Unlike its rapid appreciation on many consecutive days, the domestic gold price for the past two days has fallen dramatically. Experts predict the world’s gold demand, especially in Asian countries, to continue to rise.
|More Vietnamese consumers will buy gold thanks to the decrease of the domestic gold price. (Photo:TK)|
Particularly, the domestic gold market was likely to become more eventful when it witnessed more sales, commonly of 5-10 tael gold bars.
Starting from late last week, the global gold price has seen heavy falls. On May 15, it slipped to US$ 691 an ounce from US$719 earlier in the day.
Compared with other currencies, the US dollar strongly decreased, hitting a lowest record over the past 12 months (EUR1 = US$1.297). The VN dong-US dollar exchange rate listed at many local commercial banks was 15,977.
Demand exceeds supply
Back in the 1970s, when the global gold market had enough supply of gold and gold mining companies would increase their gold output to fully meet the market’s demand. However, the world’s current demand for the precious metal is exceeding the supply and the overall output tends to gradually diminish.
Since late 2005, there has been a tendency for investors to shift their intangible properties (bonds, holdings…) into tangible one, which can be easily acknowledged as gold. The demand for gold has risen, not only in the US and European countries, but also in Russia, Middle East, Latin America and Asian markets such as China, India, South of Korean, etc.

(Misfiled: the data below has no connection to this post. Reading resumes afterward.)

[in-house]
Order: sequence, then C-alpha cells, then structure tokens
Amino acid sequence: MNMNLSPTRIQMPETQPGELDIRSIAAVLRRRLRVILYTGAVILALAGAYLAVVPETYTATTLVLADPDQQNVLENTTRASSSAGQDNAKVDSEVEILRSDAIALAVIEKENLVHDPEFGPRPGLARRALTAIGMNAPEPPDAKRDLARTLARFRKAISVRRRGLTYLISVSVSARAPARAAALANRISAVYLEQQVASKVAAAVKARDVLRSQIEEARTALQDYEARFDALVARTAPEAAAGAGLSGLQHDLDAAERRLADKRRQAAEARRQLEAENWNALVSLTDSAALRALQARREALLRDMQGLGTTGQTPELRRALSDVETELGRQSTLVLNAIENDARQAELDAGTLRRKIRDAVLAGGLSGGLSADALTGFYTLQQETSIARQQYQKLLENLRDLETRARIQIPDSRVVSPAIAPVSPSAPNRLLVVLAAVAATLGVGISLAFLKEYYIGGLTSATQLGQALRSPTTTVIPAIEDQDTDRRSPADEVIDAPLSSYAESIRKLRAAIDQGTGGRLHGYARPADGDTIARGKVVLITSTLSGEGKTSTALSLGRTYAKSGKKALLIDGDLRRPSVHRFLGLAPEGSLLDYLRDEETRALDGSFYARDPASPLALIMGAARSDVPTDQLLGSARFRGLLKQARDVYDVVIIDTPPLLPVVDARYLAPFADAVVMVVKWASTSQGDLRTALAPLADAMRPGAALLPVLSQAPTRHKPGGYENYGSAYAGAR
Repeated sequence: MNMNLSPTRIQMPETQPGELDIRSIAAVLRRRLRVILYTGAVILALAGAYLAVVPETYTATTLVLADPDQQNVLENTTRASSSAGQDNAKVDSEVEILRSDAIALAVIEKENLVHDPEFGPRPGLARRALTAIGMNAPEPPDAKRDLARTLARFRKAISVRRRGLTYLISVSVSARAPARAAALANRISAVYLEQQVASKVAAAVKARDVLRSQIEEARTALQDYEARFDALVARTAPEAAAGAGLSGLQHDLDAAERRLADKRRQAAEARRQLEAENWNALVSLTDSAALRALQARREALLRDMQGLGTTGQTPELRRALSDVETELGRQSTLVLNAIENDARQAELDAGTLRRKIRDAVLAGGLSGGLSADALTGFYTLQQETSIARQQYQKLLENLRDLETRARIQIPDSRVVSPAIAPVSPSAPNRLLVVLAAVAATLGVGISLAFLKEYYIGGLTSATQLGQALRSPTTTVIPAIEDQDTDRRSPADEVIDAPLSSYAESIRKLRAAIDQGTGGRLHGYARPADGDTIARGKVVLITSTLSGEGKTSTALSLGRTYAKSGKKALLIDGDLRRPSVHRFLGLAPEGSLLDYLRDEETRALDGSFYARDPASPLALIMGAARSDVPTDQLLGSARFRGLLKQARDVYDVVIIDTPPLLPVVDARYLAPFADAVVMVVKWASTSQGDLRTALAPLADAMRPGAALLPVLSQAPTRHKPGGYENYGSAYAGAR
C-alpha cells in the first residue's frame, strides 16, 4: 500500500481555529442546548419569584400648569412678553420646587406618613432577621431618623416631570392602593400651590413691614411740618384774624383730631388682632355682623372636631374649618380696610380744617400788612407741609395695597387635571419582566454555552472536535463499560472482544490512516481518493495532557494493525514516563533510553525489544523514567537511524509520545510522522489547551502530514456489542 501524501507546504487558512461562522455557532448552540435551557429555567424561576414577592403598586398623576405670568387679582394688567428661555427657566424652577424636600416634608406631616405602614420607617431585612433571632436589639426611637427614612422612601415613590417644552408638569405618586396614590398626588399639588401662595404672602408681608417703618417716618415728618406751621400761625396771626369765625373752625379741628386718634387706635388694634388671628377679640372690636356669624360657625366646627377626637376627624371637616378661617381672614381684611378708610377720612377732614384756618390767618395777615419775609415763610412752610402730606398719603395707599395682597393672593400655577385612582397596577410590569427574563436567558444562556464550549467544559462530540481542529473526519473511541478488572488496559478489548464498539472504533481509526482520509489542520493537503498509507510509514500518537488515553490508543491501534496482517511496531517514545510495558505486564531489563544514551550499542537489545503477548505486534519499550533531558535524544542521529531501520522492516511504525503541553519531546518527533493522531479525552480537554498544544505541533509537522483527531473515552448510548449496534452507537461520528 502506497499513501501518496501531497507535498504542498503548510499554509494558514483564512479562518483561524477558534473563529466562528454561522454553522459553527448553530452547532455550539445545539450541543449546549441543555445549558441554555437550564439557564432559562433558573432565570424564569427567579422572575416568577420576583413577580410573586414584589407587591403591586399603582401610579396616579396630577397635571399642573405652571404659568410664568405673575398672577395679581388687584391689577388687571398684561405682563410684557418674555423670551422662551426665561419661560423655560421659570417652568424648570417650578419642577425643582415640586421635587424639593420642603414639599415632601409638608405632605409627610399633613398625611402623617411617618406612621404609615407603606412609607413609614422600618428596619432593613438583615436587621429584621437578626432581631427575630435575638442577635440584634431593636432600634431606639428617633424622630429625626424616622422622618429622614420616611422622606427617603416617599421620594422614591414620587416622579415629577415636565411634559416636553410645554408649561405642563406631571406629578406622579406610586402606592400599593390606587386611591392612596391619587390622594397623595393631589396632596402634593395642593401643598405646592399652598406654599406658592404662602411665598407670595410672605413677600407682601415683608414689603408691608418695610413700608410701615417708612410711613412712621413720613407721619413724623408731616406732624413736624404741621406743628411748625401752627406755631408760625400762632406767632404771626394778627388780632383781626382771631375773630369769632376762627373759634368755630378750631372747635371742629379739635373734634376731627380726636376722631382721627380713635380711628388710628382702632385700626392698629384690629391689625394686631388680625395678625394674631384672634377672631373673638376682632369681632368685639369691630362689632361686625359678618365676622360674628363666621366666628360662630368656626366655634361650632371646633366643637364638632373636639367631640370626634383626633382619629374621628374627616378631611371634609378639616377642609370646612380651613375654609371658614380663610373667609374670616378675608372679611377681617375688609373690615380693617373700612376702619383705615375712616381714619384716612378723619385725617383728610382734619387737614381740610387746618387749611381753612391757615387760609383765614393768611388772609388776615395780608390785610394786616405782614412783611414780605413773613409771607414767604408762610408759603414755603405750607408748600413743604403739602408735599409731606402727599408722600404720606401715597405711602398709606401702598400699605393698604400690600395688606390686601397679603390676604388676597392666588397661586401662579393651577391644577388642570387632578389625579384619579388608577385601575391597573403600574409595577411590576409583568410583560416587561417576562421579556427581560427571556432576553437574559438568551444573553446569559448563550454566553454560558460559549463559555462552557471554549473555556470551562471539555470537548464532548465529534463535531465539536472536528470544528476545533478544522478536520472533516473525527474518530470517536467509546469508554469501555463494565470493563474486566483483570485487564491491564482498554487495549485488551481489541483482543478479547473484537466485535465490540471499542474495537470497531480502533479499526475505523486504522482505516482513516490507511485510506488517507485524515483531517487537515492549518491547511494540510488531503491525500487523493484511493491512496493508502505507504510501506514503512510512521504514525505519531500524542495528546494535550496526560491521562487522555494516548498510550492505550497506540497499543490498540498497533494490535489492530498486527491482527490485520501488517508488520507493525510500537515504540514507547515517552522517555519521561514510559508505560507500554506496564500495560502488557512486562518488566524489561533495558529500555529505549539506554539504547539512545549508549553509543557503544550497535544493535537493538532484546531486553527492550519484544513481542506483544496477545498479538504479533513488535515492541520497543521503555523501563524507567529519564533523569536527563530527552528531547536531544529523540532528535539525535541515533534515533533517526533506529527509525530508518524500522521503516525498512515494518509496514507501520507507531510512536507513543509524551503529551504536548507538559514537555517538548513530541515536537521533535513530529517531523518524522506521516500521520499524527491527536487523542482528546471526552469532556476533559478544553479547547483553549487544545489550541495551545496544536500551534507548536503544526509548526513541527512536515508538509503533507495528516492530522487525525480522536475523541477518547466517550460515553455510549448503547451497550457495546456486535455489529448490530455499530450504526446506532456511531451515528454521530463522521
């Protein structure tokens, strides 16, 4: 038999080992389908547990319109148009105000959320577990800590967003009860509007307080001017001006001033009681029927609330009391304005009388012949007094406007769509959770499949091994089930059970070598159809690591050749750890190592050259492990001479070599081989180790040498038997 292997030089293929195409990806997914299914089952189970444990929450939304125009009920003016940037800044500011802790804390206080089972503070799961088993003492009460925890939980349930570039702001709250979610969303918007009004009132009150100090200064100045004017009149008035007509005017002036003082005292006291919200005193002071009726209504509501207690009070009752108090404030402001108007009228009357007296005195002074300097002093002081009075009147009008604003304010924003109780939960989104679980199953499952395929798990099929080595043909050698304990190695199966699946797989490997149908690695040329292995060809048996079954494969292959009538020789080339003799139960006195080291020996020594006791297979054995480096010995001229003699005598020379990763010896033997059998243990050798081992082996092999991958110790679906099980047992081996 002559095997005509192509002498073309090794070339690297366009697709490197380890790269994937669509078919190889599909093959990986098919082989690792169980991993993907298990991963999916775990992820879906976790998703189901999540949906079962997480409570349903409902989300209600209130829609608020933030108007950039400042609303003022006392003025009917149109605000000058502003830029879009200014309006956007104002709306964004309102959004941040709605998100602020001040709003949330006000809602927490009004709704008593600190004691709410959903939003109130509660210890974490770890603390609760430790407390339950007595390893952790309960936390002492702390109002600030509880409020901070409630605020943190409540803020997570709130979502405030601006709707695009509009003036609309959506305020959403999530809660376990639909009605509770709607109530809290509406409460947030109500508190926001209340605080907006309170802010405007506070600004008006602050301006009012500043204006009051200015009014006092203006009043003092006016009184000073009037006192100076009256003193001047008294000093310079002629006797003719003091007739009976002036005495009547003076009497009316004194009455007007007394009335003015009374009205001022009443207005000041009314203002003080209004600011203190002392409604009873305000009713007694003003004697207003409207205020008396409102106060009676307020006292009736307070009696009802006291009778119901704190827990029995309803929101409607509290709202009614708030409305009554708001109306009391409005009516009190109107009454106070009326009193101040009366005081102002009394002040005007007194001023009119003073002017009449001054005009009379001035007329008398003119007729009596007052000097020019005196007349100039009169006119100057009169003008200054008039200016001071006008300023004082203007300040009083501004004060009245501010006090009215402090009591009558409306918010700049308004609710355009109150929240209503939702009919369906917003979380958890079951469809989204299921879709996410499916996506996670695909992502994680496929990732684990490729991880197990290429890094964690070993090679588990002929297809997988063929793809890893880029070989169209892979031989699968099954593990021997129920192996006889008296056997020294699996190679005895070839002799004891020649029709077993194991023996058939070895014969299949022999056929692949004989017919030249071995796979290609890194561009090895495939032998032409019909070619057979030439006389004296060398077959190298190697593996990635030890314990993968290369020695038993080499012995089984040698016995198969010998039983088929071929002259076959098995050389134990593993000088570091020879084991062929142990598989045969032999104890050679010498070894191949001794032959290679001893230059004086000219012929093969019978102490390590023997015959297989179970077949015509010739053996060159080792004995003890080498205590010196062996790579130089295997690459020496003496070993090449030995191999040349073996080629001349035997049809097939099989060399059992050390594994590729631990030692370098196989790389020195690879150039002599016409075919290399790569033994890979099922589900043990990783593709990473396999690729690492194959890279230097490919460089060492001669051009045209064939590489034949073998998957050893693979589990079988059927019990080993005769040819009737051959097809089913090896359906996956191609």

Annual average price of gold (US$ and £ in 1900-2005)
Over the past two decades, many countries including Russia, Argentina and South Africa have decided to increase their gold reserves although some other countries' central banks have been selling down their gold reserves.
Currently, the world consumes 1,000 tons of gold more than its yearly output while many major gold exploiters reduced their output by 10-15% in 2005.
The global gold price has started to increase over the past two years and the situation will be maintained for the next 10 years.
Rocketing Gold Demand in Asian Markets
Predictions of the rocketing demand for gold of the Asia in general and China in particular will result in the surging of the global gold price.
When the gold price was US$500 an ounce early January 2006, many international giant consultants like the IL&FS Investsmart recommended more gold purchase to investors in Asian market.
China’s gold reserves reported is expected to reach around 3,000 tons and many economists are urging the country to increase its gold reserves, aiming at balancing its reserves structure, which has depended much on the risky US dollar.
According to China's State Administration of Foreign Exchange, one of its targets for 2006 was to "improve the operation and management of foreign exchange reserves and to actively explore more effective ways to utilize reserve assets". This means that China plans to shift its foreign currency reserves into gold, which will create huge impacts on the global gold market.